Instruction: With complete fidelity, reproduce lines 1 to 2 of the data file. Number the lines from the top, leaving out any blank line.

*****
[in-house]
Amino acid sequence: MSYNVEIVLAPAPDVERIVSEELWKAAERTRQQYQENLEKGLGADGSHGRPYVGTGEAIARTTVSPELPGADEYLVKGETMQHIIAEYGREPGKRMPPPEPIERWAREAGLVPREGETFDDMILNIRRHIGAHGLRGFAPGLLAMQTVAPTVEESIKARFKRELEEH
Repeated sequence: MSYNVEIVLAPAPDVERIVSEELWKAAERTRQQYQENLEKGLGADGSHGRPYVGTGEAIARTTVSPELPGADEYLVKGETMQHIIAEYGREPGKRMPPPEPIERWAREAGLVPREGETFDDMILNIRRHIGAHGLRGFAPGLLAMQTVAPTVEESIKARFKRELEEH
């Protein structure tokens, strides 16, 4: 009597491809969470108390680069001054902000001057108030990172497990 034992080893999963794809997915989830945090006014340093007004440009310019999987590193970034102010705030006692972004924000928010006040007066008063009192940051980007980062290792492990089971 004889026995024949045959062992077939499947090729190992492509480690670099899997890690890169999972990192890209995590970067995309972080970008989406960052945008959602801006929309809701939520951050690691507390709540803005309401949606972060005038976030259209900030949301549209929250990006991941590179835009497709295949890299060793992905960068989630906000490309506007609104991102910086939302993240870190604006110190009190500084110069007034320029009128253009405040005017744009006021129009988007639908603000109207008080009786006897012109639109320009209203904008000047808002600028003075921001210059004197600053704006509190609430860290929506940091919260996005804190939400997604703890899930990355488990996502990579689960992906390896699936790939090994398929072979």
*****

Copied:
[in-house]
Amino acid sequence: MSYNVEIVLAPAPDVERIVSEELWKAAERTRQQYQENLEKGLGADGSHGRPYVGTGEAIARTTVSPELPGADEYLVKGETMQHIIAEYGREPGKRMPPPEPIERWAREAGLVPREGETFDDMILNIRRHIGAHGLRGFAPGLLAMQTVAPTVEESIKARFKRELEEH